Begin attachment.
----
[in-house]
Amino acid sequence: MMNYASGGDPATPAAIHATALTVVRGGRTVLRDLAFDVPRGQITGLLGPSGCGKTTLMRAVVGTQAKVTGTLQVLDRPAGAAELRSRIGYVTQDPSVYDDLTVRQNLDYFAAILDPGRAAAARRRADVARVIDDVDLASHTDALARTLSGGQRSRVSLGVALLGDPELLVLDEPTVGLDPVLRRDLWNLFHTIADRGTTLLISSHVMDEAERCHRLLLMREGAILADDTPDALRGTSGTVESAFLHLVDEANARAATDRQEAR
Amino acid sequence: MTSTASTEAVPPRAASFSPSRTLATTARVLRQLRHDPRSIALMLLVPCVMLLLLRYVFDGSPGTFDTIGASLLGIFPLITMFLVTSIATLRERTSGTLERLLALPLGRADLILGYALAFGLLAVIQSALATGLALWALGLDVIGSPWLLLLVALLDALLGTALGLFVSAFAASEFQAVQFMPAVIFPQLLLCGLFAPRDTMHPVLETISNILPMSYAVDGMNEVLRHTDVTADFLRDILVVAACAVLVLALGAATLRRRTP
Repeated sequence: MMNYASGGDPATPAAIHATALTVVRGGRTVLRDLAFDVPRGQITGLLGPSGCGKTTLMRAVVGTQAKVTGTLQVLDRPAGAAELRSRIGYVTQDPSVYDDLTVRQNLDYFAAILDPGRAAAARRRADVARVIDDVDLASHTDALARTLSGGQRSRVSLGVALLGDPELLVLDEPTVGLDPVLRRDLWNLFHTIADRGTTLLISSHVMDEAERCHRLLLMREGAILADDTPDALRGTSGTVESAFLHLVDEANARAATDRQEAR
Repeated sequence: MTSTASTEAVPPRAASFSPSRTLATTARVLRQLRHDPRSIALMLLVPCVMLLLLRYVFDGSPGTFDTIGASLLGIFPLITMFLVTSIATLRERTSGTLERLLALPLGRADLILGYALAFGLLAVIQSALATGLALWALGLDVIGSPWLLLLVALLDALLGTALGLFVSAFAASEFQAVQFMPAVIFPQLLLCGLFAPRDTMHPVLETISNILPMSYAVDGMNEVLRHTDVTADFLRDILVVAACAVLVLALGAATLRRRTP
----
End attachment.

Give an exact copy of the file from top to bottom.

[in-house]
Amino acid sequence: MMNYASGGDPATPAAIHATALTVVRGGRTVLRDLAFDVPRGQITGLLGPSGCGKTTLMRAVVGTQAKVTGTLQVLDRPAGAAELRSRIGYVTQDPSVYDDLTVRQNLDYFAAILDPGRAAAARRRADVARVIDDVDLASHTDALARTLSGGQRSRVSLGVALLGDPELLVLDEPTVGLDPVLRRDLWNLFHTIADRGTTLLISSHVMDEAERCHRLLLMREGAILADDTPDALRGTSGTVESAFLHLVDEANARAATDRQEAR
Amino acid sequence: MTSTASTEAVPPRAASFSPSRTLATTARVLRQLRHDPRSIALMLLVPCVMLLLLRYVFDGSPGTFDTIGASLLGIFPLITMFLVTSIATLRERTSGTLERLLALPLGRADLILGYALAFGLLAVIQSALATGLALWALGLDVIGSPWLLLLVALLDALLGTALGLFVSAFAASEFQAVQFMPAVIFPQLLLCGLFAPRDTMHPVLETISNILPMSYAVDGMNEVLRHTDVTADFLRDILVVAACAVLVLALGAATLRRRTP
Repeated sequence: MMNYASGGDPATPAAIHATALTVVRGGRTVLRDLAFDVPRGQITGLLGPSGCGKTTLMRAVVGTQAKVTGTLQVLDRPAGAAELRSRIGYVTQDPSVYDDLTVRQNLDYFAAILDPGRAAAARRRADVARVIDDVDLASHTDALARTLSGGQRSRVSLGVALLGDPELLVLDEPTVGLDPVLRRDLWNLFHTIADRGTTLLISSHVMDEAERCHRLLLMREGAILADDTPDALRGTSGTVESAFLHLVDEANARAATDRQEAR
Repeated sequence: MTSTASTEAVPPRAASFSPSRTLATTARVLRQLRHDPRSIALMLLVPCVMLLLLRYVFDGSPGTFDTIGASLLGIFPLITMFLVTSIATLRERTSGTLERLLALPLGRADLILGYALAFGLLAVIQSALATGLALWALGLDVIGSPWLLLLVALLDALLGTALGLFVSAFAASEFQAVQFMPAVIFPQLLLCGLFAPRDTMHPVLETISNILPMSYAVDGMNEVLRHTDVTADFLRDILVVAACAVLVLALGAATLRRRTP